Asif Ali Zardari also vowed to crack down on anyone involved in the attacks who was residing in Pakistan, saying a raid Sunday on a training camp run by the banned Lashkar-e-Toiba group was evidence of his resolve.
"Pakistan is committed to the pursuit, arrest, trial and punishment of anyone involved in these heinous attacks," he wrote in an opinion piece for The New York Times.
Sunday's raid in Pakistani Kashmir was Islamabad's first reported response to intense Indian and US demands for it to act against alleged perpetrators of the Mumbai attacks on its soil.
Zaki-ur-Rehman Lakhvi, who India has said was a mastermind of the assaults, and several other members of the militant group Lashkar-e-Toiba were arrested, an intelligence official and a senior government official said on condition of anonymity because of the sensitivity of the information.
The government has not officially released the names of those it is holding.
Late Monday, the military said it has begun "intelligence-led" operations against banned groups like Lashkar, but gave no more details.
Analysts say Lashkar-e-Toiba was created in the 1980s by Pakistan's intelligence agencies to act as a proxy fighting force in Indian Kashmir. India accuses it in the Mumbai attacks.
India and Pakistan have fought three wars since 1947, but ties between the nuclear-armed neighbors had been improving in recent years and a slow-moving peace process was under way.
US officials fear a serious disruption in relations would dent its hopes for regional stability needed to better fight al-Qaeda along the Afghan border.
"To foil the designs of the terrorists, the two great nations of Pakistan and India ... must continue to move forward with the peace process," Zardari wrote.
Analysts have said the peace process would likely be halted for several months or longer due to tensions triggered by the attacks, but no one on either side had formally suggested abandoning the negotiations.
Many experts suspect elements within Pakistan's intelligence agencies keep some links with Lashkar and other militants, either to use them against India or in neighboring Afghanistan, but US counterterrorism officials say there is no evidence linking Pakistan state agencies to the Mumbai attacks.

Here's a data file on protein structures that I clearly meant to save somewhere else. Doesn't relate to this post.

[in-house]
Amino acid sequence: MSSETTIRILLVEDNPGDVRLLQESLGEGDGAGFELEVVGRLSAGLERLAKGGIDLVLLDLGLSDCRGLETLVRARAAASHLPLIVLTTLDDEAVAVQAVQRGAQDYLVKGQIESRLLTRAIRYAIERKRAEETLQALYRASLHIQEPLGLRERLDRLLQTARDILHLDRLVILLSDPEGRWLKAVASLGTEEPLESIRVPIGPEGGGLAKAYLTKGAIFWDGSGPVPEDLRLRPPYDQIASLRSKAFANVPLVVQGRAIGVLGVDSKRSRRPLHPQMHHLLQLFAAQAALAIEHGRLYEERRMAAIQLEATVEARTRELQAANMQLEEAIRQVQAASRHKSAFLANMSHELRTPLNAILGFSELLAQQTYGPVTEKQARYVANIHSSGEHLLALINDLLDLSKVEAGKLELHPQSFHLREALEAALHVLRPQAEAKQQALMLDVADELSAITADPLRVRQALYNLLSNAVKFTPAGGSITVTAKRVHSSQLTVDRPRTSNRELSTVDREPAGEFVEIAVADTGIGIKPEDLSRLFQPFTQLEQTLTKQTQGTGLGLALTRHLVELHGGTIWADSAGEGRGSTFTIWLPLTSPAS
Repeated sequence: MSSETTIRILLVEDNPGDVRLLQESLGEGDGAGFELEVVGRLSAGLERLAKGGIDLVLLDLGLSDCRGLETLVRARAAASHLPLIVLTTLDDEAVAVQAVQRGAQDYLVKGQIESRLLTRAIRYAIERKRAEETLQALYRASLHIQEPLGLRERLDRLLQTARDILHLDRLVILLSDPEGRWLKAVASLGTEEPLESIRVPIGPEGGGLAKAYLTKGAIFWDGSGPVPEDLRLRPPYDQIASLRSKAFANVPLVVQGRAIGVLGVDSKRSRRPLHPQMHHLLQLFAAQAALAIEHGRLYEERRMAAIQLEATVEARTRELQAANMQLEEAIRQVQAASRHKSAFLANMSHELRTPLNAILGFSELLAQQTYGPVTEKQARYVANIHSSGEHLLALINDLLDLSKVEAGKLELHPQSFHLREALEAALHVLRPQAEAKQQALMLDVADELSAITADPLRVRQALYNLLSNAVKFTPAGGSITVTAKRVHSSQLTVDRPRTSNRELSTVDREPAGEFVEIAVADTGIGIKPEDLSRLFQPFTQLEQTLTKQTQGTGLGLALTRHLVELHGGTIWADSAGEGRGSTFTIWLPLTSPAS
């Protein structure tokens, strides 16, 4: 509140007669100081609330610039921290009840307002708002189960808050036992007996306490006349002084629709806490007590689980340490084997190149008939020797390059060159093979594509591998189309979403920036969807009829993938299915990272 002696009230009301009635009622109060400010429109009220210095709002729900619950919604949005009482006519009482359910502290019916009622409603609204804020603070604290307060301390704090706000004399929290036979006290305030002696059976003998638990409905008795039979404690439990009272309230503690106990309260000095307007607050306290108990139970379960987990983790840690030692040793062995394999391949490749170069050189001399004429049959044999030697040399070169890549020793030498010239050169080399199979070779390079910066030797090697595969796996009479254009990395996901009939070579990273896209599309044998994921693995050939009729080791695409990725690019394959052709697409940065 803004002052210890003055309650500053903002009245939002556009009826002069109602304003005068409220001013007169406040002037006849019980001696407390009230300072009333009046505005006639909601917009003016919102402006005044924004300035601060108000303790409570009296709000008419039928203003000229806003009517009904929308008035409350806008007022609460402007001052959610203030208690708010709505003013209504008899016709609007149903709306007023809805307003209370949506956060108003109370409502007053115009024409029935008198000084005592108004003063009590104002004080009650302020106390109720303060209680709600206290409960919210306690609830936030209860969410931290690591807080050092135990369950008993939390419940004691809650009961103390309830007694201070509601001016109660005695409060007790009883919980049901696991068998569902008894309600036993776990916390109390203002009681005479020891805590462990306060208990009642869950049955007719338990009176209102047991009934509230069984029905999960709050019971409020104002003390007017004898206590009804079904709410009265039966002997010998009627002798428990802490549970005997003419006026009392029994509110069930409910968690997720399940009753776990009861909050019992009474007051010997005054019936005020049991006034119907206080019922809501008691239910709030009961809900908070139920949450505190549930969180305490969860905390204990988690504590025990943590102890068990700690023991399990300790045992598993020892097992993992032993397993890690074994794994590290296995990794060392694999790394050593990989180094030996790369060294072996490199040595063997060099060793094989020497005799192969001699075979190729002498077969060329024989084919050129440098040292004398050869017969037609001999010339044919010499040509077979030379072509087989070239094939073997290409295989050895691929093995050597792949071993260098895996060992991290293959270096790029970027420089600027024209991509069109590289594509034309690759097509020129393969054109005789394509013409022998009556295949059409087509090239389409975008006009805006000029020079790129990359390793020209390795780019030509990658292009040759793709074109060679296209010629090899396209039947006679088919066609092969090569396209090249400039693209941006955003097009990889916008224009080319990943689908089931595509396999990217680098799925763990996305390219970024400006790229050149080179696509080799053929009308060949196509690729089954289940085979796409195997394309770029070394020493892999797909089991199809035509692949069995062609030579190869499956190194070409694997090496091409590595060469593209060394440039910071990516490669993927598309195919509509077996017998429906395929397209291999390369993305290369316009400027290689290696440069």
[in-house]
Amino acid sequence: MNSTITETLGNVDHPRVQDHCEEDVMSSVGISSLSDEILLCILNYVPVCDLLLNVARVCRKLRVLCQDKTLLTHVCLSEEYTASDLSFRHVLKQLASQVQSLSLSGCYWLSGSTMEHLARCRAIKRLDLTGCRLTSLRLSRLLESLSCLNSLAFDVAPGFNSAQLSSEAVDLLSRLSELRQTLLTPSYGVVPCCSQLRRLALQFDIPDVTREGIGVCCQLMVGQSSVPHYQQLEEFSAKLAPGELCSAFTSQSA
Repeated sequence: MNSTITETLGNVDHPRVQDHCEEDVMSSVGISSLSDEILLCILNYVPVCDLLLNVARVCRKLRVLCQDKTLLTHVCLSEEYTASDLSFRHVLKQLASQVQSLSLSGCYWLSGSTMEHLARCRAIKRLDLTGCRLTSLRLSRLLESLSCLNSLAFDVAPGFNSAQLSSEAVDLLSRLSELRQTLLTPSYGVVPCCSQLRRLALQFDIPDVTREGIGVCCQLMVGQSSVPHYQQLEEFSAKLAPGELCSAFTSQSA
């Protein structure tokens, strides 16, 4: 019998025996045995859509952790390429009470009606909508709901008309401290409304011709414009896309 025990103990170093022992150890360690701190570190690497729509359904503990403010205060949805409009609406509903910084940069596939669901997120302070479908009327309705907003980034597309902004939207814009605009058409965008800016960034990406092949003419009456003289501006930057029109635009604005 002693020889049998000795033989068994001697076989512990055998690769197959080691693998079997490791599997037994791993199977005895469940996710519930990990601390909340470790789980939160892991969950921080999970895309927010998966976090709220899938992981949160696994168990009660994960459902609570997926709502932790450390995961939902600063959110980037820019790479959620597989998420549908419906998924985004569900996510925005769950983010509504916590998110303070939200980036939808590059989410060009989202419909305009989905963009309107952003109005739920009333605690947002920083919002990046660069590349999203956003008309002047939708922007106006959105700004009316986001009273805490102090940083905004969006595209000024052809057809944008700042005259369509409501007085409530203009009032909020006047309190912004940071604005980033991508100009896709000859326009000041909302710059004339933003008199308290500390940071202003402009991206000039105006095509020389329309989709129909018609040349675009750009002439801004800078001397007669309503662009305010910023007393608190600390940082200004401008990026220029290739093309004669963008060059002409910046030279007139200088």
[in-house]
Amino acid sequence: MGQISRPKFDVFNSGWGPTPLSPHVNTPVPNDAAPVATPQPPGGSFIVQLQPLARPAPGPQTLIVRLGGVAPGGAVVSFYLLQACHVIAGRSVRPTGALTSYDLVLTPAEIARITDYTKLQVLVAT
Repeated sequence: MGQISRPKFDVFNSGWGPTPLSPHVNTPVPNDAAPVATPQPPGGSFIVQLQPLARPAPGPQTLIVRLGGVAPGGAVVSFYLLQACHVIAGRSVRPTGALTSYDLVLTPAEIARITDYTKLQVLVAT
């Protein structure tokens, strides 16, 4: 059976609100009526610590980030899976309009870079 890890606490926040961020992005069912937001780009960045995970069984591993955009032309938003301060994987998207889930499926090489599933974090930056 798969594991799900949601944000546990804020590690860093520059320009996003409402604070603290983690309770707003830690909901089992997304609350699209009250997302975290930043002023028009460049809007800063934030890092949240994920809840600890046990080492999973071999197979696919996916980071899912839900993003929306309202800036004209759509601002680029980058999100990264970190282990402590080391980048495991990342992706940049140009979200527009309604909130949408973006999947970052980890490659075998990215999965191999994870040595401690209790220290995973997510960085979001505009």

Indian officials say the sole Mumbai attacker captured alive has told them that Lakhvi recruited him for the mission and that Lakhvi and another militant, Yusuf Muzammil, planned the operation.
India has not commented on his reported arrest. State Department spokesman Sean McCormack did not confirm it, but said raid was a "positive step."
The United States says Lashkar is linked to al-Qaeda. In May, the US blocked the assets of Lakhvi and three other alleged members of the group, including its leader, Hafiz Mohammed Saeed.
Pakistan banned the group in 2002 following US pressure, but there have been few if any convictions of its members. An Islamist charity called Jemaat-ud-Dawa sprang up after the ban, which US officials say is a front for the group.
Jemaat-ud-Dawa — which denies any link to Lashkar — runs a chain of schools and clinics throughout the country and has helped survivors of two deadly earthquakes in recent years.
Moving against that network amid pressure from the US and traditional rival India risks igniting Muslim anger that could destabilize the county's shaky, secular government.
Two of Pakistan's wars with India were fought over Kashmir. In 2001, an attack by suspected Lashkar-e-Toiba militants on the parliament building in New Delhi brought the countries close to a fourth conflict.
The Mumbai attacks came as India was preparing for national elections in spring. Opposition parties, including the hard-line Hindu nationalist Bharatiya Janata Party, hope to make gains amid anger at alleged security lapses before the attacks.
But the ruling Congress party won two state elections Monday, including in the capital New Delhi, and was leading in a third, election officials said, in an early sign that opposition charges were not sticking.